In approaching the work of Nicholas Byrne, one must first and foremost consider the physicality of his paintings. Yes, they do feature elements of figuration: isolated heads, disembodied lips and hands emerge from dense compositions of abstract devices, and the artist is interested in a sensory response to subject matter. But it is the physical response to the paintings as objects that is really at stake. Generally quite modest in scale, the works are intense and demanding of the viewer. You have to get in close and look hard. Note that all the works are framed by the artist himself, so that the object is considered as a totality. In previous shows, such as the one at Studio Voltaire in 2008, Byrne has included sculpture as well as painting. In the current show the central space of the gallery is taken up by two large paintings on linen suspended, unframed and not even stretched.
It would be easy to be blown off course by the sheer accomplishment of the painting, or the way the works borrow from the instantly recognisable pallet of British Modernism: the oranges are Bacon’s, the glowering yellows straight out of Sutherland. Byrne grew up in Oldham, near Manchester, and it was in the museums there that he first encountered a painting language that he has been manhandling ever since. Each work begins with a process of drawing and in the finished painting one senses the vestiges of figures and forms that were born in this early stage, but whose integrity was quickly subsumed within the final scheme of the work.
Passages of intricate, curvilinear abstraction emerge from veils of thinly applied colour – and then most characteristically, the artist incises the surface with other strata of composition. This has been described in terms of an act of violence, and prompts me to make a connection to the work of John Stezaker, who taught Byrne at the Royal College of Art. In Stezaker’s collages the cut, the splicing of two separate images is a willed schism designed to interrupt the viewer’s ‘consumption’ of visual matter. Byrne’s precise incisions, no matter how elegantly achieved, function in similarly surgical style to reveal the hidden musculature of the painting.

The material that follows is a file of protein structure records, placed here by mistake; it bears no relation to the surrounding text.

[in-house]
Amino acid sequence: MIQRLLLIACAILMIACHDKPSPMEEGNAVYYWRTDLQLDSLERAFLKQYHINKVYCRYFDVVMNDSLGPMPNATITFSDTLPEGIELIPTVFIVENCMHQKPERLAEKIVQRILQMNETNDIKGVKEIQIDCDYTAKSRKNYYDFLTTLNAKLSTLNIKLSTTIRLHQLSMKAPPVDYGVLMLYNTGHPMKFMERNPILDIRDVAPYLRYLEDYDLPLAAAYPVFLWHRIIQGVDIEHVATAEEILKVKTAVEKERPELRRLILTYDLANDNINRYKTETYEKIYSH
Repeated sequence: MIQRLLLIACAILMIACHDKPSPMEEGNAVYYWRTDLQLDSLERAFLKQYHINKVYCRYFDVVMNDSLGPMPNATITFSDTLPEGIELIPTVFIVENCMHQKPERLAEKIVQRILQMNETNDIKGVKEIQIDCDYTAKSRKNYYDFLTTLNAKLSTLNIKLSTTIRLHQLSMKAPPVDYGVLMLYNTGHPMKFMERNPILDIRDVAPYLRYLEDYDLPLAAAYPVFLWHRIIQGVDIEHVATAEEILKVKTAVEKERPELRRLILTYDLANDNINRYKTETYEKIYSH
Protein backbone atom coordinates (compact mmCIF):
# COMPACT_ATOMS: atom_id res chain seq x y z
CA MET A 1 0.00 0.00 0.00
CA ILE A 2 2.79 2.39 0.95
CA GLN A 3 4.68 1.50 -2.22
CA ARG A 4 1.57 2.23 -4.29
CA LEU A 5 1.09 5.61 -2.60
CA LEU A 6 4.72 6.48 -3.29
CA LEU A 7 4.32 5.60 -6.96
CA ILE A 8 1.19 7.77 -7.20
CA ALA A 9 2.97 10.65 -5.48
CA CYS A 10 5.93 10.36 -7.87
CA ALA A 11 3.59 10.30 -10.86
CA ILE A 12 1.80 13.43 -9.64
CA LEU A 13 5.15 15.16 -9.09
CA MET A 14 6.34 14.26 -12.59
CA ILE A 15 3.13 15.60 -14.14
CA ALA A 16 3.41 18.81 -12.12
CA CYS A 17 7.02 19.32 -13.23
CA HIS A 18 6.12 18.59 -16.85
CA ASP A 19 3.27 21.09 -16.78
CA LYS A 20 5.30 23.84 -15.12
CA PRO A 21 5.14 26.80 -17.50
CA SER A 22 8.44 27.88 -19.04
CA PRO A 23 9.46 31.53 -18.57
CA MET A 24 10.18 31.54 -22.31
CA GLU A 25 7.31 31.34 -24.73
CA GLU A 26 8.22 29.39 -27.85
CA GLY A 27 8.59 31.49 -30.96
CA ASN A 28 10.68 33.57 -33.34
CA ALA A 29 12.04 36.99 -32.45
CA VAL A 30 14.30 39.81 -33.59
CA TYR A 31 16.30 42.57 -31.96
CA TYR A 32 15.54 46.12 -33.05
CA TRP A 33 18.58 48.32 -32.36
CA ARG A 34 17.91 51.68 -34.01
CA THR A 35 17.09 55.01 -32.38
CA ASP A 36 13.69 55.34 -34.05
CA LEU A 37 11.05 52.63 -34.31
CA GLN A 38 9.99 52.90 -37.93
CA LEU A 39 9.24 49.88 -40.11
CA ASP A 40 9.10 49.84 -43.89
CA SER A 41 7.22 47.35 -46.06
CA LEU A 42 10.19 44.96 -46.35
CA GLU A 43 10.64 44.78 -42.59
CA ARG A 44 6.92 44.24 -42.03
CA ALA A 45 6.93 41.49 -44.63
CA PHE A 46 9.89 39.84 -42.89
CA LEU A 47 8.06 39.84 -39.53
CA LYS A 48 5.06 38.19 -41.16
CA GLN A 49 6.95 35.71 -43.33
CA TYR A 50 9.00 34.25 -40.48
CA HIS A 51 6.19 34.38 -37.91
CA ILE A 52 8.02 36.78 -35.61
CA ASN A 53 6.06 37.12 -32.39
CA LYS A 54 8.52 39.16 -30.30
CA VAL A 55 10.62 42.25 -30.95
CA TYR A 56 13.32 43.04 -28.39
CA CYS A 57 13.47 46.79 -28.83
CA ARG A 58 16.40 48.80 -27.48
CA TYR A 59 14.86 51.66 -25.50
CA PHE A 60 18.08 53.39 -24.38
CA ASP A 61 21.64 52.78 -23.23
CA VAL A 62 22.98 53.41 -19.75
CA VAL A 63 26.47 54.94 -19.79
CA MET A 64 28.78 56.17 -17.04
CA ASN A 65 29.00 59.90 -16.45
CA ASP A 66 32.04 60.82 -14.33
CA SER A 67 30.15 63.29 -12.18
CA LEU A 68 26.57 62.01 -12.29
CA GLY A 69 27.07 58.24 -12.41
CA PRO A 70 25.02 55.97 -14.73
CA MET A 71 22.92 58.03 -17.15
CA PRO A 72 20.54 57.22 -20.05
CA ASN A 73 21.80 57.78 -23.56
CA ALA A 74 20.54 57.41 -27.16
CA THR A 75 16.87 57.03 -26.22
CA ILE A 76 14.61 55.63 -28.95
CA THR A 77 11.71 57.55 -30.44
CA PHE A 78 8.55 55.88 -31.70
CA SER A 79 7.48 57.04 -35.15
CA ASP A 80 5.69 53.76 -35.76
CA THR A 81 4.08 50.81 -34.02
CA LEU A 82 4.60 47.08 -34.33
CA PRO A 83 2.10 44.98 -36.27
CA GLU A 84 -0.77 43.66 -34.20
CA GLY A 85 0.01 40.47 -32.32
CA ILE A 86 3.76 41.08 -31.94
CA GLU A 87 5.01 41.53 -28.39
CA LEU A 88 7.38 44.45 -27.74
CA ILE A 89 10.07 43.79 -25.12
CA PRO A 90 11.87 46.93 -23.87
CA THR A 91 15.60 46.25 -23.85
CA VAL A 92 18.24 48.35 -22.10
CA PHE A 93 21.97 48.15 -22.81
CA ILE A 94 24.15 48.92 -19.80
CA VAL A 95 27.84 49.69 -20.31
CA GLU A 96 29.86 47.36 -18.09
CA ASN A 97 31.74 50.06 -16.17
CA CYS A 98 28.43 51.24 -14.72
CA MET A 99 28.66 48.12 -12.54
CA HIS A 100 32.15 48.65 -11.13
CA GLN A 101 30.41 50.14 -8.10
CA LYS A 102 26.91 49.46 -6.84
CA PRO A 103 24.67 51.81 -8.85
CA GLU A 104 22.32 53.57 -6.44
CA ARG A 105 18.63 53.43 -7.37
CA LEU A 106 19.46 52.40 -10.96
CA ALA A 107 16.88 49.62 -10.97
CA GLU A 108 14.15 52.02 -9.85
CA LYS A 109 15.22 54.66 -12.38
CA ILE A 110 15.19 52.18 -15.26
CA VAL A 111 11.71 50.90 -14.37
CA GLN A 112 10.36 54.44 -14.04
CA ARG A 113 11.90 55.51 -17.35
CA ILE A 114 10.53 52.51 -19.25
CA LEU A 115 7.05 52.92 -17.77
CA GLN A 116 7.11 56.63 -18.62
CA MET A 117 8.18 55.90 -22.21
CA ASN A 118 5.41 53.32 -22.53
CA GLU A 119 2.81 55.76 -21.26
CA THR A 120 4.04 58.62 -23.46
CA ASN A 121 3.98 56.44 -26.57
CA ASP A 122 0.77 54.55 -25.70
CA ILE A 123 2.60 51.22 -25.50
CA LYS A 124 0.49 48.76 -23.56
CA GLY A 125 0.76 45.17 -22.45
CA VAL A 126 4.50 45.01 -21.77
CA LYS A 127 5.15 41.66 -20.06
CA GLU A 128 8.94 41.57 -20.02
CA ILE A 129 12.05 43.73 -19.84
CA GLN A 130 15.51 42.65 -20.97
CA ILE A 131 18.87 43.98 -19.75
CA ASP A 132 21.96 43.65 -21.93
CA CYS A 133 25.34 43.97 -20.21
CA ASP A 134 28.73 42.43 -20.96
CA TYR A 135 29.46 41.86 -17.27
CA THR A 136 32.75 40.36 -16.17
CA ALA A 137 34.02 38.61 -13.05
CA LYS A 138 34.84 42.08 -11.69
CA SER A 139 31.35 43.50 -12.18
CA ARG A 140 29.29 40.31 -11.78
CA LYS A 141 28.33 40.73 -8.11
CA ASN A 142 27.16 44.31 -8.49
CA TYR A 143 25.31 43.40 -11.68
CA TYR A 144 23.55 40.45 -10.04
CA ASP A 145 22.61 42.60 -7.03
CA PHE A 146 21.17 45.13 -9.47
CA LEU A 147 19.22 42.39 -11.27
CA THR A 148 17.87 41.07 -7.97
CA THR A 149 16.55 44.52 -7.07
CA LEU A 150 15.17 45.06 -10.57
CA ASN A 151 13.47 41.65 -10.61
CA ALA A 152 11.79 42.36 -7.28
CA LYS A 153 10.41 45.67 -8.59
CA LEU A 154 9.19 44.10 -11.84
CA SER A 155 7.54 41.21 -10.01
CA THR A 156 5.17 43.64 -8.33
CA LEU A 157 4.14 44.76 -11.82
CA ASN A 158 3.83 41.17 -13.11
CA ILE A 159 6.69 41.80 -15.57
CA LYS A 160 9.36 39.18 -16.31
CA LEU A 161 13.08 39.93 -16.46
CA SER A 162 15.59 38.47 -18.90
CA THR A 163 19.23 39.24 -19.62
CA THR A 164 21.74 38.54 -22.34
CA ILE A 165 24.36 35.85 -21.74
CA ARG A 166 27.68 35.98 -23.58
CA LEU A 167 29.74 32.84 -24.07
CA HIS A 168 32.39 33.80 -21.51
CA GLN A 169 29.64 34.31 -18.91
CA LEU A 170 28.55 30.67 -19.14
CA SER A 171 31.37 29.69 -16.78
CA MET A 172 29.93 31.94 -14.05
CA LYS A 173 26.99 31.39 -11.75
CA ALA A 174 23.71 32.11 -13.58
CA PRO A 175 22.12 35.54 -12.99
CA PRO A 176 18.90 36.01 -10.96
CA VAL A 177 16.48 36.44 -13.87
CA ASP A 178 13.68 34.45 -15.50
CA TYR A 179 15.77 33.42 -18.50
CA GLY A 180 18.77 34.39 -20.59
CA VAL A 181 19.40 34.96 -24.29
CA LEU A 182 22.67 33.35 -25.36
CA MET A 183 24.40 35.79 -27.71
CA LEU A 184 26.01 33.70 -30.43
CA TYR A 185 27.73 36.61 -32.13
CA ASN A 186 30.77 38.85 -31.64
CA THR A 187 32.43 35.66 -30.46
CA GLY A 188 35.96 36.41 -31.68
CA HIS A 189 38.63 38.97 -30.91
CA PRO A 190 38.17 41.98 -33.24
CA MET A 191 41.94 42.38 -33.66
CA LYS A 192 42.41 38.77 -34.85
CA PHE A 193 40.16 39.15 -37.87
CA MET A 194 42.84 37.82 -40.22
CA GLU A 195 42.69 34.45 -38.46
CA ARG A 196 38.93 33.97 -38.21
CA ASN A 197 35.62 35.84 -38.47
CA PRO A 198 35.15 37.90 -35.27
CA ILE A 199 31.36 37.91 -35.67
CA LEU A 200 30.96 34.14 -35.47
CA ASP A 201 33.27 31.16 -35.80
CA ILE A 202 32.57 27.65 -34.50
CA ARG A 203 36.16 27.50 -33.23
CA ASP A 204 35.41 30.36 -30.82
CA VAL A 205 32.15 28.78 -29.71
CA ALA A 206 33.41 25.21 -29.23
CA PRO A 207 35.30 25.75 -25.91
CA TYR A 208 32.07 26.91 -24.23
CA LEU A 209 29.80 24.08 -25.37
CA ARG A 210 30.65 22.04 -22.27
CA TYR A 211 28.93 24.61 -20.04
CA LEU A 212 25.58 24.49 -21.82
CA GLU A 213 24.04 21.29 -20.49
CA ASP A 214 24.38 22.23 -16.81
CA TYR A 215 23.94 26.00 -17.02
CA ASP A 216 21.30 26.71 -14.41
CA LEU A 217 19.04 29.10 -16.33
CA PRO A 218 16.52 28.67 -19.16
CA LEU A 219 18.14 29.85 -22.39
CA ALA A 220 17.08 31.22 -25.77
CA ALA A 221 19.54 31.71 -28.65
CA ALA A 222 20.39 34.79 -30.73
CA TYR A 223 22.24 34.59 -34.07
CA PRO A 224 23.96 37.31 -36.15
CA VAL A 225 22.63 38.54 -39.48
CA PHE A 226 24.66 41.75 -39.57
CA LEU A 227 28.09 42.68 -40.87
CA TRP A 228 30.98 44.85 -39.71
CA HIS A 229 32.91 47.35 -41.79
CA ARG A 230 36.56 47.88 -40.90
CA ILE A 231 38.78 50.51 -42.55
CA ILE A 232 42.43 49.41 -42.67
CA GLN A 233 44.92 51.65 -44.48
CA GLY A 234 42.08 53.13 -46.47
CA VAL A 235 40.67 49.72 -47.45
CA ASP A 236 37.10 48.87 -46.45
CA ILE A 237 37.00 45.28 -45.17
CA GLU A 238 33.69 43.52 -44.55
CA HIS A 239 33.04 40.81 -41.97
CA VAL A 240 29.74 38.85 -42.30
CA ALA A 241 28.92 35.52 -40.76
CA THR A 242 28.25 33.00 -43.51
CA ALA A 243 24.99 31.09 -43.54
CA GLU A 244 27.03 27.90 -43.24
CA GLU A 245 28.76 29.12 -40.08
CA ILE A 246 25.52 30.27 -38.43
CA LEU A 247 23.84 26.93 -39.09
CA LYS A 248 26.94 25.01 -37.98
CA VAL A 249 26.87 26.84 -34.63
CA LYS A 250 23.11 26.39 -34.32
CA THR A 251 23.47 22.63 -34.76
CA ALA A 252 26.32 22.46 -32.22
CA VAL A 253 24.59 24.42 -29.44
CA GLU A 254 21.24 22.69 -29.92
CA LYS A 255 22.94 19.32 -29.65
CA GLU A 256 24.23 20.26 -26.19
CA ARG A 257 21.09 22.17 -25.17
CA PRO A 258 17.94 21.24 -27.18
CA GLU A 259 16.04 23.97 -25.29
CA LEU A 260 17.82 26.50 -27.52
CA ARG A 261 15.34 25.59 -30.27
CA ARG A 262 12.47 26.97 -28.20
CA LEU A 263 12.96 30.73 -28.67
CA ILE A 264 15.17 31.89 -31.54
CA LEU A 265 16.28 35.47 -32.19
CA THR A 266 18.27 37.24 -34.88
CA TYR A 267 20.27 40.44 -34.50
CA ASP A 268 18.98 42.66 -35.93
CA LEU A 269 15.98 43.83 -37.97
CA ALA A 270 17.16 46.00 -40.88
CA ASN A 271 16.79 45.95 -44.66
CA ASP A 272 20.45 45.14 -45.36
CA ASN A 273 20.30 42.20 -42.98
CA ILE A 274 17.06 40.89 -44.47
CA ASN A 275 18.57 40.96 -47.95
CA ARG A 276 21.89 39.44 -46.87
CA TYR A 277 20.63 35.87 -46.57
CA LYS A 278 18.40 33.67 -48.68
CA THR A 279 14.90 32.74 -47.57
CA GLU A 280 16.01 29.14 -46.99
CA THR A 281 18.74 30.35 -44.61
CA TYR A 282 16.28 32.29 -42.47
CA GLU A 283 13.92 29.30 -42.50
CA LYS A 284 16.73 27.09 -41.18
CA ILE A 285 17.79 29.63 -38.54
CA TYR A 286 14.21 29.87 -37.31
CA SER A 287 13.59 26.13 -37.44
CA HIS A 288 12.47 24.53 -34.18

The majority of paintings here are oil on gessoed panel, and it is the gesso layer that allows for the depth of the line cut in with blade or stylus. Rather than a question of rupture such as collage technique offers, there may be an echo here of Surrealist interest in psychological metaphors of the subterranean – automatic writing is certainly a reference the artist has alluded to in the past.
I should say too that this a really beautifully hung show. To the left of the entrance, on its own is the largest wall-based work, Screen Drawing 2015, demonstrating Byrne’s increasing tendency towards a more complete abstraction. On the back wall of the gallery are ten small works all also dated 2015 through which one can trace morphing iterations of motifs. Then in the centre of the space, back to back are very large scale works that quote respectively from Raoul Dufy and Boris Bućan, as well as connecting to Byrne’s interest in theatrical sets. The incisions that feature in the framed works are here echoed in the patchwork of panels that make up these 2m square paintings; this emphasis on the physical presence of the work is emphasised by listing the thread that stitches them together as one of the media.
There is still a week in which to catch this substantial show by an artist whose work surely deserves to be far better known.
Nicholas Byrne, Finish your sentence, Vilma Gold, 6 Minerva Street, London E2 9EH. Open Tuesday to Saturday 11.00 – 18.00. Exhibition continues until 14 November 2015. vilmagold.com
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